Sorry not sorry
Historically, women have been portrayed as the more gentle, loving, affectionate, delicate, fragile and sweet gender. Being rude is typically not associated with a female trait. That is why many women tend to apologize for everything and anything. And we need to understand that this is not solely due to a random reflexive politeness, there is more to it.
Implications and heritage of the female “sorry”
Not always when women apologize it is meant to be an actual apology. Rather, it is to soften the blow of an otherwise perceived “rude” comment. For example, asking someone not to eat loudly and messily in a public transportation vehicle. Clearly, it is not aimed at being polite because it is meant for the receiving party to be more respectful. This is an indirect expression, sometimes perceived to be passive-aggressive, due to our learned behaviour and use of language as women.
Not until long ago, women were taught to take up less space and be at service to men. While to a big extent circumstances have changed drastically, human behaviour is not that easily unlearned. Until today both men and women subconsciously still enact sexist behaviour. Very often our actions and the language we use in many ways serve the past.
“Sorry” in the context of gender dynamics within the businessworld
Our subconscious behavioural patterns span into the businessworld no less. Despite the fact that women have made tremendous progress in establishing ourselves as leaders across industries, sexist behaviour still prevails in many places and per occasion.
In fact, in this context “sorry” plays a very prominent role. In a meeting room, if women want to speak, usually their sentences start with “Sorry, can I add something”, “Can I say something” or “Sorry, but I think that…”. While this is generalized, it is nevertheless still true that men feel more entitled to interrupt (especially a woman), while many women have to ask for their voice to be heard.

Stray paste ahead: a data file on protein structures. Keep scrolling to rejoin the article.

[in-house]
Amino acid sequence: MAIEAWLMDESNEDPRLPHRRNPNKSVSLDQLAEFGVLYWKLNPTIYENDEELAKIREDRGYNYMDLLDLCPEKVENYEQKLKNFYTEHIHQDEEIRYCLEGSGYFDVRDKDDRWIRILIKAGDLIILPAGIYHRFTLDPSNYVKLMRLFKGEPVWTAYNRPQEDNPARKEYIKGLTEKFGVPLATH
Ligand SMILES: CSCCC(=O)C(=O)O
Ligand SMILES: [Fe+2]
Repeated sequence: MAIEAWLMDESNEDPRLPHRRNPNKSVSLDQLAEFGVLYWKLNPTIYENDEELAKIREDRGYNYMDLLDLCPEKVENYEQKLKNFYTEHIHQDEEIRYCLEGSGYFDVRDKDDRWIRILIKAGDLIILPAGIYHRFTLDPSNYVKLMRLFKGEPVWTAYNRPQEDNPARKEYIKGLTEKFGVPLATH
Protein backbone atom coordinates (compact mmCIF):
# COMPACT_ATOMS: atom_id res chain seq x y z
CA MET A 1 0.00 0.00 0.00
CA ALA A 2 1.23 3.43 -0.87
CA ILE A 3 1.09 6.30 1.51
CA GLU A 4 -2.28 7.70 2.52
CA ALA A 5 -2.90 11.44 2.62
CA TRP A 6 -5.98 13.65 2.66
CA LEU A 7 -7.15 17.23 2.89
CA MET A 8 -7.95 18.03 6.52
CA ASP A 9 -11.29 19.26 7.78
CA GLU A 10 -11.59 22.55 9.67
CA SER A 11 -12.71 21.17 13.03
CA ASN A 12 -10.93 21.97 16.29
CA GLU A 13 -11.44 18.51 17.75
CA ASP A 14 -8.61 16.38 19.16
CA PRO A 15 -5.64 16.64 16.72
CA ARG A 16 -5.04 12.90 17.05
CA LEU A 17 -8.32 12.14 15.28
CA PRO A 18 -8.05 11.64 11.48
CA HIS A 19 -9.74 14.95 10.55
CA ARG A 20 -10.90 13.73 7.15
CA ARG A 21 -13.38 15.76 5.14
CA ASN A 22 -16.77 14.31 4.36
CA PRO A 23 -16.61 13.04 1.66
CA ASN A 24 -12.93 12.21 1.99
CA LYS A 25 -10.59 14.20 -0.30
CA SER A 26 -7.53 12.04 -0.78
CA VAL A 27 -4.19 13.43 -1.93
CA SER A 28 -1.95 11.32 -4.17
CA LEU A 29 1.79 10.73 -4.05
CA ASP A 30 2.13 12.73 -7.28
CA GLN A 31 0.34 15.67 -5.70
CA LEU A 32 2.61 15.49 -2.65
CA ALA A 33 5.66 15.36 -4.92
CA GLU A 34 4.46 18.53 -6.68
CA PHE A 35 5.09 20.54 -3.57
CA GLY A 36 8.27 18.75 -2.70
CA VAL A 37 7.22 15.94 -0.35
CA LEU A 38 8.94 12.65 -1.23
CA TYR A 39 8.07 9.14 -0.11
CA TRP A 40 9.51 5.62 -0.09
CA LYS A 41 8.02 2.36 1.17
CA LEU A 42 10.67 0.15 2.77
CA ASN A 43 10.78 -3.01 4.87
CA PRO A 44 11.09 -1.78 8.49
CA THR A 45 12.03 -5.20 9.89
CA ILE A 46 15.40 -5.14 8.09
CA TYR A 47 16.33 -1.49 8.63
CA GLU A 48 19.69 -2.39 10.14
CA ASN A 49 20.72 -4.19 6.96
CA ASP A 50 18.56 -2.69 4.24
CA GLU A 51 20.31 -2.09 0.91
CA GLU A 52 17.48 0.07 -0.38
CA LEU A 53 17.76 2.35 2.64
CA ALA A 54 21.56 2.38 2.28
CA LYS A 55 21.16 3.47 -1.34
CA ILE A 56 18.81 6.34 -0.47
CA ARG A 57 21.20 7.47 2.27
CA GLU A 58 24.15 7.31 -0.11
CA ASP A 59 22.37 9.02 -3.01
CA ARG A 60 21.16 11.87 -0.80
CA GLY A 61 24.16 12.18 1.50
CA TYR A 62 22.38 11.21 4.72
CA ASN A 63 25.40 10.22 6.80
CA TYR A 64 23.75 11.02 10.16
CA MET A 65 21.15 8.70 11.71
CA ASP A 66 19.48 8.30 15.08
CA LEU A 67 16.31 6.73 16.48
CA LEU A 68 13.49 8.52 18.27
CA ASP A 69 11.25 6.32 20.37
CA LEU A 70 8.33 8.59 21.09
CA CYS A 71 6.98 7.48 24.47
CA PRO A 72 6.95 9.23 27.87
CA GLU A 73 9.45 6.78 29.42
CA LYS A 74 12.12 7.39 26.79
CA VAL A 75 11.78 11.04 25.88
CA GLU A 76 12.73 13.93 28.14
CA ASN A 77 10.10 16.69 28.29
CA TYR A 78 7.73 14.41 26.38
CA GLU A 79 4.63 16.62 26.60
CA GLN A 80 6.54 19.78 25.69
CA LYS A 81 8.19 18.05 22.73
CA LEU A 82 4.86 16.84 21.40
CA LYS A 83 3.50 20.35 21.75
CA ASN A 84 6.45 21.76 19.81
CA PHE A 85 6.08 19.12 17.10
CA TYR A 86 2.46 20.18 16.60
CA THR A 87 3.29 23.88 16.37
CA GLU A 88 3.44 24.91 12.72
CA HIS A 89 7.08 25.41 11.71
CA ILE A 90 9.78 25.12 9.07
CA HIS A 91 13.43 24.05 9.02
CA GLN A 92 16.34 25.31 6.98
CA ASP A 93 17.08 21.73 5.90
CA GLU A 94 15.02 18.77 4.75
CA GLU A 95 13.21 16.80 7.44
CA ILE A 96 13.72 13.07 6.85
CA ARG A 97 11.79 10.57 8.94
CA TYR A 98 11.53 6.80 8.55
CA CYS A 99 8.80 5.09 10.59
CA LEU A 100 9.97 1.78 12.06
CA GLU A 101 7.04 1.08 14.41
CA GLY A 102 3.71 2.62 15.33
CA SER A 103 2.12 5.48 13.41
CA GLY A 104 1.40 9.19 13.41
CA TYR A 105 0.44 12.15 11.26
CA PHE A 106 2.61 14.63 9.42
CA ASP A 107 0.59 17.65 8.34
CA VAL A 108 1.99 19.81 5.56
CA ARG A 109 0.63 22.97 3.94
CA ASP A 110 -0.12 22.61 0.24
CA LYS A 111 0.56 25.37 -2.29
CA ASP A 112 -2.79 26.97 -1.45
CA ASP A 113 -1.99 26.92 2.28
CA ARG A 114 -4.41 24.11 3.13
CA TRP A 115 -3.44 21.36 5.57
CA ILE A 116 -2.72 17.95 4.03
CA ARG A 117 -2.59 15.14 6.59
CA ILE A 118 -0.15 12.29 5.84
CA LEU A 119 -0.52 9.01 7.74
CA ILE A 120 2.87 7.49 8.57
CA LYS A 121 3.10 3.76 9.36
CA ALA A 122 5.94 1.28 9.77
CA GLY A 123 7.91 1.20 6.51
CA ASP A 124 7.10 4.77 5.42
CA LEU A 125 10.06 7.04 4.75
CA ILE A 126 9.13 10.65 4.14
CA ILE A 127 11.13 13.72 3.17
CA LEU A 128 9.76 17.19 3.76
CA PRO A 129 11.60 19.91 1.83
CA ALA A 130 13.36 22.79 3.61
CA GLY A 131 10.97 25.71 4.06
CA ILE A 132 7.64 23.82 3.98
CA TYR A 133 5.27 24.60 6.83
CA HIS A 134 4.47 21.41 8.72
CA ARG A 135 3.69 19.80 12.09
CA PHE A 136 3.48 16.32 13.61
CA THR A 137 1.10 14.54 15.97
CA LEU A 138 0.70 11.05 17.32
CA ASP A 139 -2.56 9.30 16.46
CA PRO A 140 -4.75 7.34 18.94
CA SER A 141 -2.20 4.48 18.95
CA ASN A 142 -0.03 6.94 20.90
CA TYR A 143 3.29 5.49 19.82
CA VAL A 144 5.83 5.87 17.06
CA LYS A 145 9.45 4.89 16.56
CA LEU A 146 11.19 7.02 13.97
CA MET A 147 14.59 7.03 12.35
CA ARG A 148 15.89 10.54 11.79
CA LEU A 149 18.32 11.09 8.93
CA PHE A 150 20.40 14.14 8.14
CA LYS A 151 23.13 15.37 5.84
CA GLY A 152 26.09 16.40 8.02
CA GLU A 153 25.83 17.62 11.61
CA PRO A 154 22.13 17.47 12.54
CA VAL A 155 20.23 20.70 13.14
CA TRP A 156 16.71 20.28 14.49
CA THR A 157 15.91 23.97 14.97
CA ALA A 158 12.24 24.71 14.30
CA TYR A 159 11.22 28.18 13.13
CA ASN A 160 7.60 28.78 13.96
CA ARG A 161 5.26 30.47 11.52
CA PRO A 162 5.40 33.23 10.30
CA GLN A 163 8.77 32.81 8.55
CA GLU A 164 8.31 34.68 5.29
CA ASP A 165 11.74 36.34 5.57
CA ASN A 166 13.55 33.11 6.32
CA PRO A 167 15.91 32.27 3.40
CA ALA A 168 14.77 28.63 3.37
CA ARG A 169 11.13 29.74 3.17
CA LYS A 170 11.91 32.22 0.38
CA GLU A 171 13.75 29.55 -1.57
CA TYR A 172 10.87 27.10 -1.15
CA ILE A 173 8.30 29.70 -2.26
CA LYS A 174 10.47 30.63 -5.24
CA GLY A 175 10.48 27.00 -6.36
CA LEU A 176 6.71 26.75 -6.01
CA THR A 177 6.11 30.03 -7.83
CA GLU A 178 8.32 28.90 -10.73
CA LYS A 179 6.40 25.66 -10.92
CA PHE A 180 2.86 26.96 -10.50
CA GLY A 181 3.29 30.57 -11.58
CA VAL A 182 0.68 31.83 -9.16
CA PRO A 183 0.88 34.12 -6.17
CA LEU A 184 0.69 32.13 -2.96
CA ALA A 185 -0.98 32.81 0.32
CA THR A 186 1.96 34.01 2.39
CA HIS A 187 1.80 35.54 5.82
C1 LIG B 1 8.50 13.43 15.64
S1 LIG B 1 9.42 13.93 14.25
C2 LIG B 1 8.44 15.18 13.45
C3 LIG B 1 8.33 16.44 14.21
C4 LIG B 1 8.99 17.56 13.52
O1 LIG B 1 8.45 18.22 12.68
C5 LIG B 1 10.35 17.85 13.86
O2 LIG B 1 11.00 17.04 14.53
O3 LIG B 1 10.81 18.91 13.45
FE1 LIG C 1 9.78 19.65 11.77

Nowadays, women are fighting for space, the space that every individual deserves to have. But it is difficult if the effort is one-sided. Men need to also consciously depict their inherited and nurtured behaviour. Because sexist behaviour doesn’t always stem from sexist beliefs but from an inherited culture which we have been used for centuries.
Do women need to get rid of the reflexive use of the word “sorry”?
“Sorry” has diverse meanings depending on context. Should we as women get rid of its reflexive use? Or should we rather aim to improve it? For example, instead of women apologizing less, what if men begin apologizing more?
This way we can reinvent its meaning and get rid of its sexist heritage. It can become a collective effort of being more kind to each other and the start of using it more consciously, as an actual means to apologize.
However, women should rethink some aspects of the way “sorry” is used. Especially in regard to the specific occasions in which they are using apologetic language. For example, if you’re seeking investors, sponsors, partnerships and are negotiating with them; then apologizing might undeliberately make you look weaker.
In the end, we don’t need to stop apologizing per se. What we do need to do is begin using apologetic language more consciously – both women and men.